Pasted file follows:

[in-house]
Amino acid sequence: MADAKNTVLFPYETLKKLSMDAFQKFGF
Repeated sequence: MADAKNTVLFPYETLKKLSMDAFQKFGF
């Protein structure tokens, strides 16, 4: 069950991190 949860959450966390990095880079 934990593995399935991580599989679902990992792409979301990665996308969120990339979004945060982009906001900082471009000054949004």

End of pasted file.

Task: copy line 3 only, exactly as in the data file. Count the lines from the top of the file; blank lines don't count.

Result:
Repeated sequence: MADAKNTVLFPYETLKKLSMDAFQKFGF